“I watched Major Hedlund climb up to the left of me. As I came off the bomb run I was going exceptionally fast, as I had started the run at cruising speed, and I started a tight turn to the left to lose speed. I saw a number of Me 109s begin to attack Major Hedlund’s flight. Our flight was still below his. Some of the 109s were hit during the ensuing fight, then there was a flash at or in Major Hedlund’s cockpit and his plane began to act erratically. He started to lose altitude and did not appear to have good control over his plane.
“Luckily for him the 109s broke off their attack on his flight and headed for our flight. By the time the first 109 got to our flight we had lost speed and he overshot us. I got a good 45-degree deflection shot at him and he went in.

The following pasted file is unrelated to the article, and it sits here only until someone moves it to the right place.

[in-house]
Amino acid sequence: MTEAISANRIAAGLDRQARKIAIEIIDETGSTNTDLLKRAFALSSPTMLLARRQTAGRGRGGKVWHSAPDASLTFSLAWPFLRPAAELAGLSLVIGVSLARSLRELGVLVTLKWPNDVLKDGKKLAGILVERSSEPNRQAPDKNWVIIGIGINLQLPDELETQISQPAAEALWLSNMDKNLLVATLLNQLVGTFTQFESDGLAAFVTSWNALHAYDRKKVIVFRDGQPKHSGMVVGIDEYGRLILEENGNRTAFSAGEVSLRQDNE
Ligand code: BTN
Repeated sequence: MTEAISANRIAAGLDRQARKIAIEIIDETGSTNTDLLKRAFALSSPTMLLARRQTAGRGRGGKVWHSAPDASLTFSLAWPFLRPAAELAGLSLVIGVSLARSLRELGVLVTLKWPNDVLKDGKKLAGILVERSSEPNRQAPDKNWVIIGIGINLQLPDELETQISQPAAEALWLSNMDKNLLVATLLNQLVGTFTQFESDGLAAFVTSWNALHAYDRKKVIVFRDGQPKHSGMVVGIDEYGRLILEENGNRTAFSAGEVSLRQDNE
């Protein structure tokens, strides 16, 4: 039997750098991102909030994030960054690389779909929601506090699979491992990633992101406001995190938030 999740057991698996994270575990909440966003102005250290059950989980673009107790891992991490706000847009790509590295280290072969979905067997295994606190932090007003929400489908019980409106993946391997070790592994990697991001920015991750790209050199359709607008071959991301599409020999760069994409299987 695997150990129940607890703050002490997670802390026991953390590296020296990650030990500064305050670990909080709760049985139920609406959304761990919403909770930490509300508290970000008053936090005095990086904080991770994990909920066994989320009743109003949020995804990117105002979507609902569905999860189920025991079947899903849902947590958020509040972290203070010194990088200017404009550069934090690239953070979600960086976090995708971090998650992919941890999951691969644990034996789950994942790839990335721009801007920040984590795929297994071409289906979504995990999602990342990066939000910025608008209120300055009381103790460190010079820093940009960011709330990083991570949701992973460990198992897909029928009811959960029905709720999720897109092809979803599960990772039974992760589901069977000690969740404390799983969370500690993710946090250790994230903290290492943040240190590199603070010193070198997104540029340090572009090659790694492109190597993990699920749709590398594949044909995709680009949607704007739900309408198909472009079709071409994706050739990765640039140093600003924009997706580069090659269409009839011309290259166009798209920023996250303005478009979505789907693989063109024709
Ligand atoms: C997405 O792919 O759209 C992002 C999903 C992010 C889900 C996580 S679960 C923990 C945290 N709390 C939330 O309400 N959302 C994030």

“It appeared that Major Hedlund began to get some sort of control over his plane slightly below 1,000 feet. It had looked like he might be going all the way in. Major Hedlund called and his transmission was garbled. He said a shell had exploded in his instrument panel and that he had no compass or any other important instrument. He said he was going to try to set a course for home.
“I could see him set a course for the coast of France on about as good a heading as any. There were still enemy fighters between Major Hedlund and our flight, but they remained out of our firing range. The Germans apparently did not see him alone or were not interested in him. They soon flew off.